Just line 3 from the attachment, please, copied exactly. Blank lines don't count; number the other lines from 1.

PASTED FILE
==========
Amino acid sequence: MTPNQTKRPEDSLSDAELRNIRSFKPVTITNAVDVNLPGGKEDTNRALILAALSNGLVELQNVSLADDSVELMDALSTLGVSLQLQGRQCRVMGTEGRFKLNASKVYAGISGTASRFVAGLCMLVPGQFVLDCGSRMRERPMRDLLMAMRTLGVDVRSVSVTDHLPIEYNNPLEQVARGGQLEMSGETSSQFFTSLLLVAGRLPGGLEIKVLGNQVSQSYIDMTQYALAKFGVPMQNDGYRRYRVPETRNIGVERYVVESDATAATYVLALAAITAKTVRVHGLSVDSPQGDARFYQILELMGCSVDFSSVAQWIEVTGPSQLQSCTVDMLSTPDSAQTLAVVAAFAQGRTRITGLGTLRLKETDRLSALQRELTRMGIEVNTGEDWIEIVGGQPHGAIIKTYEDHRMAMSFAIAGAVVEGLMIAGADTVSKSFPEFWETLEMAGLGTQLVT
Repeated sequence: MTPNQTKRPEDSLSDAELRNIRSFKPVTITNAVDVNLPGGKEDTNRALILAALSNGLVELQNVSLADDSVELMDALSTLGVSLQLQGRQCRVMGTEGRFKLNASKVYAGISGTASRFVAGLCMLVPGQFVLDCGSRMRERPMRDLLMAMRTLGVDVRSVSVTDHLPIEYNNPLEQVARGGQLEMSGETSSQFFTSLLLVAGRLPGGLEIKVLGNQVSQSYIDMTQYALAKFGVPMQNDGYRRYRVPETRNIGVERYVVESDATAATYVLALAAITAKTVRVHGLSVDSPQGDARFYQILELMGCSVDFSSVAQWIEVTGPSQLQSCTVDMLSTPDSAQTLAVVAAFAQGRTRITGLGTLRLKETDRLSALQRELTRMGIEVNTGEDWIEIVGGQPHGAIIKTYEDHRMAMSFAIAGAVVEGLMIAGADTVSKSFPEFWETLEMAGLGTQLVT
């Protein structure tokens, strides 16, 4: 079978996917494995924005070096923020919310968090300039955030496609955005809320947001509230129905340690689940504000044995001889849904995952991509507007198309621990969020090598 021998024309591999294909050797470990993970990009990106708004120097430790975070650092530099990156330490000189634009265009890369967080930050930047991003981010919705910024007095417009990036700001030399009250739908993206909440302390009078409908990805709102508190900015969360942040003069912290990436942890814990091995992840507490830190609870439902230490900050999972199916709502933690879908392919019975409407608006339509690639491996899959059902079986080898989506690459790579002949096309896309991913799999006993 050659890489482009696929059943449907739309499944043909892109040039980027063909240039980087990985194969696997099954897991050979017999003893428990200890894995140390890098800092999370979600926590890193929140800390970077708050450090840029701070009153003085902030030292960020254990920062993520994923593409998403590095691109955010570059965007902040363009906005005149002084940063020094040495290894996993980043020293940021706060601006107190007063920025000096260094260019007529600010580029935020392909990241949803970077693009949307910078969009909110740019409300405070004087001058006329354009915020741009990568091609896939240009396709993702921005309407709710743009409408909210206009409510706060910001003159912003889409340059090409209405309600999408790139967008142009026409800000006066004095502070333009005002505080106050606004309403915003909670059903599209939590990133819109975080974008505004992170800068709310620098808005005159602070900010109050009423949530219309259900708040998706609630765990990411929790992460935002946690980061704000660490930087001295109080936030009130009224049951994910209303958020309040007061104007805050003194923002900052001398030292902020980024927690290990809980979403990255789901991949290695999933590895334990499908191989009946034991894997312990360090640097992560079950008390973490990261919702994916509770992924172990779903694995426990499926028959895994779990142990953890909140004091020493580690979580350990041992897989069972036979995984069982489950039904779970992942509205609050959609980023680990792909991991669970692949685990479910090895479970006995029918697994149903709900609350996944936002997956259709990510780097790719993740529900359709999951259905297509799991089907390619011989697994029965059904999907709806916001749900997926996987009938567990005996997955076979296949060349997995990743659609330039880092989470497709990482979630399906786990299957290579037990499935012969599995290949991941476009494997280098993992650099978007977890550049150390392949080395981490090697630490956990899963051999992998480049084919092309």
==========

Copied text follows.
């Protein structure tokens, strides 16, 4: 079978996917494995924005070096923020919310968090300039955030496609955005809320947001509230129905340690689940504000044995001889849904995952991509507007198309621990969020090598 021998024309591999294909050797470990993970990009990106708004120097430790975070650092530099990156330490000189634009265009890369967080930050930047991003981010919705910024007095417009990036700001030399009250739908993206909440302390009078409908990805709102508190900015969360942040003069912290990436942890814990091995992840507490830190609870439902230490900050999972199916709502933690879908392919019975409407608006339509690639491996899959059902079986080898989506690459790579002949096309896309991913799999006993 050659890489482009696929059943449907739309499944043909892109040039980027063909240039980087990985194969696997099954897991050979017999003893428990200890894995140390890098800092999370979600926590890193929140800390970077708050450090840029701070009153003085902030030292960020254990920062993520994923593409998403590095691109955010570059965007902040363009906005005149002084940063020094040495290894996993980043020293940021706060601006107190007063920025000096260094260019007529600010580029935020392909990241949803970077693009949307910078969009909110740019409300405070004087001058006329354009915020741009990568091609896939240009396709993702921005309407709710743009409408909210206009409510706060910001003159912003889409340059090409209405309600999408790139967008142009026409800000006066004095502070333009005002505080106050606004309403915003909670059903599209939590990133819109975080974008505004992170800068709310620098808005005159602070900010109050009423949530219309259900708040998706609630765990990411929790992460935002946690980061704000660490930087001295109080936030009130009224049951994910209303958020309040007061104007805050003194923002900052001398030292902020980024927690290990809980979403990255789901991949290695999933590895334990499908191989009946034991894997312990360090640097992560079950008390973490990261919702994916509770992924172990779903694995426990499926028959895994779990142990953890909140004091020493580690979580350990041992897989069972036979995984069982489950039904779970992942509205609050959609980023680990792909991991669970692949685990479910090895479970006995029918697994149903709900609350996944936002997956259709990510780097790719993740529900359709999951259905297509799991089907390619011989697994029965059904999907709806916001749900997926996987009938567990005996997955076979296949060349997995990743659609330039880092989470497709990482979630399906786990299957290579037990499935012969599995290949991941476009494997280098993992650099978007977890550049150390392949080395981490090697630490956990899963051999992998480049084919092309």